In an obvious attempt to cash in on the support from hardcore sympathisers of the Tamil Tigers, Tamil Nadu Chief Minister J. Jayalalithaa has once again raked up the issue regarding the release of Rajiv Gandhi’s killers during the run up to the state Assembly polls slated for 16 May. The state government has written to the Centre seeking its permission in ordering the release of the convicts under Section 435 of the Criminal Procedure Code. Although the Centre has not responded to the official communication, yet the matter has ignited a war of words between rival groups, with both the Congress and the DMK accusing the Chief Minister of trying to reap dividends by exploiting the sentiments of the people. In addition, the action itself can be construed as a violation of the electoral conduct.
The ghastly Rajiv assassination mystery continues to remain in focus in every poll in the state, even though there are many in the police and political circles who believe that the full conspiracy to eliminate the former Prime Minister was never cracked, leaving many crevices agape. A recent book by Mark Salter, To End a Civil War, quotes the late Anton Balasingham, the ideologue of the Liberation Tigers of Tamil Eelam (LTTE) that Rajiv Gandhi’s killing was their biggest mistake. Bala goes on to say that though V. Prabhakaran and his intelligence chief Pottu Amman initially denied their involvement, they finally conceded that the former Prime Minister’s assassination was an LTTE hit job. The question that comes to the fore is: Did Prabhakaran take credit for something his outfit never did since it created an aura of power around him? People have the right to know the truth, since the LTTE has officially never claimed that Rajiv’s killing was the handiwork of its operatives.
However, one pertinent question no one has ever been able to satisfactorily answer is that if the LTTE indeed was involved in the killing as has been claimed by the Indian investigators, then why did the main suspect and alleged mastermind, Sivarasan, alias one eyed Jack, alias Raja Arumainayagam, and his associates not return to Jaffna after the successful completion of their mission, but went into hiding at various places in Tamil Nadu and Karnataka. It was exactly three months after Rajiv was done away with that Sivarasan, Subba and some others were traced to a house in Bangalore and cordoned by security forces. However, by the time the NSG commandos finally broke into the building following an inordinate delay, the seven inmates allegedly committed suicide. Sivarasan shot himself with a 9 mm pistol, while others consumed cyanide capsules. Curiously, the bodies of the dead militants were discovered while they were in an embrace of death holding on to each other.
A hunt to track down Sivarasan and Subba was launched after the police, which had been clueless, initially found ten photographs from the Chinon camera of S. Haribabu, a freelance photographer and LTTE sympathiser who had been supposedly engaged by the assassins to record the incident on film. While taking the pictures, Haribabu was also killed in the blast that resulted after the human bomb was detonated by Dhanu, the alleged killer. The Special Investigation Team assumed that Haribabu’s photographs were authentically pointing towards the real killers and followed that line of probe, simultaneously believing that the lead was not a red herring planted as part of a massive deceptive concealment.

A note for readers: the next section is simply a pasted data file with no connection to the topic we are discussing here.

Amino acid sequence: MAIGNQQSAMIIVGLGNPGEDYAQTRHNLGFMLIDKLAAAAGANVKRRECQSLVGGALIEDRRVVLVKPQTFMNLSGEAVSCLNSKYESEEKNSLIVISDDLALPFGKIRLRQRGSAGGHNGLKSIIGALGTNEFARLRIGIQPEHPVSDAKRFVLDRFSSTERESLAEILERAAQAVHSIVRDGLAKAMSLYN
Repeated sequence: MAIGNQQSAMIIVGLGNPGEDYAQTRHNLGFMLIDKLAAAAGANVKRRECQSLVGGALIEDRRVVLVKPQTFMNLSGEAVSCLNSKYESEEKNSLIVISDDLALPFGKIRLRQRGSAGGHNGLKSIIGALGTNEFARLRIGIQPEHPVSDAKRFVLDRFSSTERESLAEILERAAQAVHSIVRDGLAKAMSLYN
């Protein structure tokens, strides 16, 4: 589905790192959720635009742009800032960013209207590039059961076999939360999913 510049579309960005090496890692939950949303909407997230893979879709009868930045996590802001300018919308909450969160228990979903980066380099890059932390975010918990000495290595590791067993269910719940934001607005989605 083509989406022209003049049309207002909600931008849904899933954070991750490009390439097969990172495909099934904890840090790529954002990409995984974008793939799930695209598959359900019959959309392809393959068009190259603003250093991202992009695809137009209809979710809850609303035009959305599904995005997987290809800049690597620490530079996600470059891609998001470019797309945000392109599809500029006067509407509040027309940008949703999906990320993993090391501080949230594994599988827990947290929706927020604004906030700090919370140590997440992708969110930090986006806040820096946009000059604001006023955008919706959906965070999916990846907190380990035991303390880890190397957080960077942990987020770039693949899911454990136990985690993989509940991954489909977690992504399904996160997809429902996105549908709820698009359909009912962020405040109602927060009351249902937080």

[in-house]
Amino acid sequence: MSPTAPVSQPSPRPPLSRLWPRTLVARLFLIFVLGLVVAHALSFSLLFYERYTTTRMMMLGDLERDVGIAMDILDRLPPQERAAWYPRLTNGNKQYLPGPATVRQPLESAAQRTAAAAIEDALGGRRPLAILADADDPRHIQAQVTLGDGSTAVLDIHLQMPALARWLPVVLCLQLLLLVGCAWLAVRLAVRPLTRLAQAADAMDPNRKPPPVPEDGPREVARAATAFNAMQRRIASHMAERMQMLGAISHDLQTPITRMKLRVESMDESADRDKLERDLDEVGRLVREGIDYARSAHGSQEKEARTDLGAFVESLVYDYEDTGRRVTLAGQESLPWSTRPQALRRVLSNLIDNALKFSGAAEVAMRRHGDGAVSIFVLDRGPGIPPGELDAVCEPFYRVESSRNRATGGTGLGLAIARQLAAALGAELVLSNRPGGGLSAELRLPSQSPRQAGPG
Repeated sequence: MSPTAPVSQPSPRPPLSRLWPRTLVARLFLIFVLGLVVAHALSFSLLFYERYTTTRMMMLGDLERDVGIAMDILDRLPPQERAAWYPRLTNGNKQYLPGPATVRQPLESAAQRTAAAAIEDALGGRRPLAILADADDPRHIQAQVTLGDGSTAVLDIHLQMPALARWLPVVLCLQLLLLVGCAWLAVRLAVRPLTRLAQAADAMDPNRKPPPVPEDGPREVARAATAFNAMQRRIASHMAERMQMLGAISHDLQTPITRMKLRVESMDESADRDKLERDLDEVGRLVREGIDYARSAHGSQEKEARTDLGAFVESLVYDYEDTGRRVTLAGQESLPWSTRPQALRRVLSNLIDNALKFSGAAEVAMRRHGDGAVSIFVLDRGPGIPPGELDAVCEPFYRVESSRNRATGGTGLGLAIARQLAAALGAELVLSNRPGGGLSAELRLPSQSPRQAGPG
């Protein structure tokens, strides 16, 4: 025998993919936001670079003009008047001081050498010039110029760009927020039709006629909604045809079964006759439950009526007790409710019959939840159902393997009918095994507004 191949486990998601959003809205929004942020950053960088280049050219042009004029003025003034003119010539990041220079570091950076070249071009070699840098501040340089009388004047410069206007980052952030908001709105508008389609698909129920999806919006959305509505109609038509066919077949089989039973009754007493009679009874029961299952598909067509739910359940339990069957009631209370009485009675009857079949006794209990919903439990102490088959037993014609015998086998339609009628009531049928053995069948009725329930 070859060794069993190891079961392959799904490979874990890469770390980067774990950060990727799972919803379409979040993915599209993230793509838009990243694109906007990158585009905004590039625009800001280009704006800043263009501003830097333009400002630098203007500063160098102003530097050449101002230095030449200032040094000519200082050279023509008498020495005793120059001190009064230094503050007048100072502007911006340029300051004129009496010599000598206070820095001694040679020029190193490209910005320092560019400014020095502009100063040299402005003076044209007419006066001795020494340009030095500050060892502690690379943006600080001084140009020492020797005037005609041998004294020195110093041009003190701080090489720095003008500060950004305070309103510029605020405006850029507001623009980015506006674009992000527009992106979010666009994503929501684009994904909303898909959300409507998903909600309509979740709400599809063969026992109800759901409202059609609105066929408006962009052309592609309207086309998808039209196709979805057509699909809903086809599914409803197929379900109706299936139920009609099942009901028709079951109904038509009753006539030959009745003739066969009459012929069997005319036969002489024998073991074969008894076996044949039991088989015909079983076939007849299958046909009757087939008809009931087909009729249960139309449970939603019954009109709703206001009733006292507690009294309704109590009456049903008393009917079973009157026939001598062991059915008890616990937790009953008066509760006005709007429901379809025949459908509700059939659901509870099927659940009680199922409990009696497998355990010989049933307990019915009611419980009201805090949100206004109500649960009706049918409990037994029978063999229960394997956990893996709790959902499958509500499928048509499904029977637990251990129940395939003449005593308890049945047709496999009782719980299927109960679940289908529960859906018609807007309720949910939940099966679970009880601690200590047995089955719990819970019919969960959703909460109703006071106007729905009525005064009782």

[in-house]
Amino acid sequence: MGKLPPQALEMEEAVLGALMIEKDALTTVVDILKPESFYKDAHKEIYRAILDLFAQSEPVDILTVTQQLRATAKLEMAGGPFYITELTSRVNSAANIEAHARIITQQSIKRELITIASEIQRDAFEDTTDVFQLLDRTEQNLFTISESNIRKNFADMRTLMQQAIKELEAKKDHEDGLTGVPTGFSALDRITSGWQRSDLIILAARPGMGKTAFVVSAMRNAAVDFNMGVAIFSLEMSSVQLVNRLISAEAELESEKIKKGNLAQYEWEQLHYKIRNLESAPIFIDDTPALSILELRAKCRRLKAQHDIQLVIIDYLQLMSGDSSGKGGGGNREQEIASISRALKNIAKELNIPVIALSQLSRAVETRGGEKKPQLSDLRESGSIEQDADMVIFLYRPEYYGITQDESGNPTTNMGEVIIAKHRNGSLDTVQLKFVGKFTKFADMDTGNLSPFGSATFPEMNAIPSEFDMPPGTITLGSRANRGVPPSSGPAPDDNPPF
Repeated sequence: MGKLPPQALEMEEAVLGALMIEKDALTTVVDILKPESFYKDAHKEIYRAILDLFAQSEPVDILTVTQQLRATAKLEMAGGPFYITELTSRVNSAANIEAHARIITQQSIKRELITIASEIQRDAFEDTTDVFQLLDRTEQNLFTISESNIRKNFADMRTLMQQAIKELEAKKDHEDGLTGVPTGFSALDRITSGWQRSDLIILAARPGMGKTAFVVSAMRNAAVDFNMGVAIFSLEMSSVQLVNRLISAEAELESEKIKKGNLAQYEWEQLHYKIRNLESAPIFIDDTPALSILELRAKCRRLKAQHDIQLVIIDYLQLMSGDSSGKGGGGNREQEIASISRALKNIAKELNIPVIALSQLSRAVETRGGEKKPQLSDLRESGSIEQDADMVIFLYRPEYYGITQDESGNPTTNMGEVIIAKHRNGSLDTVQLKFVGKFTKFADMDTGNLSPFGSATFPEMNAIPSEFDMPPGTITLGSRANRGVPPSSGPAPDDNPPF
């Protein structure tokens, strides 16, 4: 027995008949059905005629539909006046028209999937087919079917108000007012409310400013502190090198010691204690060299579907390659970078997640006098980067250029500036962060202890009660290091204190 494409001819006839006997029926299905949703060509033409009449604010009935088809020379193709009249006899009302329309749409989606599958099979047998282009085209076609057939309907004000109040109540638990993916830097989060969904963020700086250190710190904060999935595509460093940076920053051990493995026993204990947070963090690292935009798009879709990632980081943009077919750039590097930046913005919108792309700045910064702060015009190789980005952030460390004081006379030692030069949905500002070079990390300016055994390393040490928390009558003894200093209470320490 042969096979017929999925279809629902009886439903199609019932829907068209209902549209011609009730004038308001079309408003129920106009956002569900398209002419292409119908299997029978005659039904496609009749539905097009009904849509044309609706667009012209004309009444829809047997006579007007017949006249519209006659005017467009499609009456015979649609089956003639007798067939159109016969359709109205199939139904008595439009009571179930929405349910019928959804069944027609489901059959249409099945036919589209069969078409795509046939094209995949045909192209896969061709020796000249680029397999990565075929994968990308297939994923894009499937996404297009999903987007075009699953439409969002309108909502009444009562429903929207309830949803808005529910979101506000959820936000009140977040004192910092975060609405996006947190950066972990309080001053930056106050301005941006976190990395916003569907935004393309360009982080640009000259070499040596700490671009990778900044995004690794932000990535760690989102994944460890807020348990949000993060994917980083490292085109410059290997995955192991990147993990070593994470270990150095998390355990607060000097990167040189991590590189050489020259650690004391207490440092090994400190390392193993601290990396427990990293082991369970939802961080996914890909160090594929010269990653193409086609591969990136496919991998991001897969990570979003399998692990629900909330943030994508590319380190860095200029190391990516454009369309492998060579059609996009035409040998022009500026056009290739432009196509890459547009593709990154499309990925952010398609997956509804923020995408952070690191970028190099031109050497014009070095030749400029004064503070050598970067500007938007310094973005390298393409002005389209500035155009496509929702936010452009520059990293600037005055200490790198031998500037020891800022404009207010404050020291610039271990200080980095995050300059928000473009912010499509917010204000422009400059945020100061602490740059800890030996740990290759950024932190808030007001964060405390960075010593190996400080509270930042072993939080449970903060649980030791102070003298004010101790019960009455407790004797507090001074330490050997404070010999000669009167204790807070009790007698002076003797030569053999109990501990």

Political assassinations the world over have established that the cover-up was a key component of any conspiracy. It is because of this aspect that till today, the mystery behind the assassinations of Abraham Lincoln, John F. Kennedy, Martin Luther King. Robert F. Kennedy and many significant others continue to haunt detectives. Was Rajiv Gandhi’s killing too a part of a larger plot involving big players rather than the one-eyed Jack and his accomplices? At that point of time, was Sivarasan, who implemented the execution plan, an LTTE activist or a rogue LTTE operative who had fallen out with his controllers?
The late Palestinian Liberation Organisation leader Yasser Arafat had, in 1991, cautioned Rajiv Gandhi about a plot to end his life. Was this warning based on international intelligence inputs received by Arafat and conveyed subsequently to the Gandhis? Rajiv Gandhi was initially not scheduled to go to Sriperumbudur to campaign for Lata Priyakumar, the Congress nominee and daughter of former AICC general secretary Margatham Chandrasekran. He had gone to Odisha and was to return to Delhi on 21 May 1991, but his programme was rescheduled to include a visit to Tamil Nadu. Who all were responsible for this change of plans and were they investigated at any stage during the probe by the SIT?
At the time of the assassination, the names of several prominent politicians and a godman also figured in the political gossip surrounding the case. There were question marks over the ability of some senior police officers associated with the probe to deliver, citing their inexperience in investigating criminal cases. Was someone in the political establishment or a foreign power involved in the assassination of Rajiv Gandhi? Was there a link between the unnatural deaths of Indira Gandhi and her two sons? The nation wants to know the truth. Between us.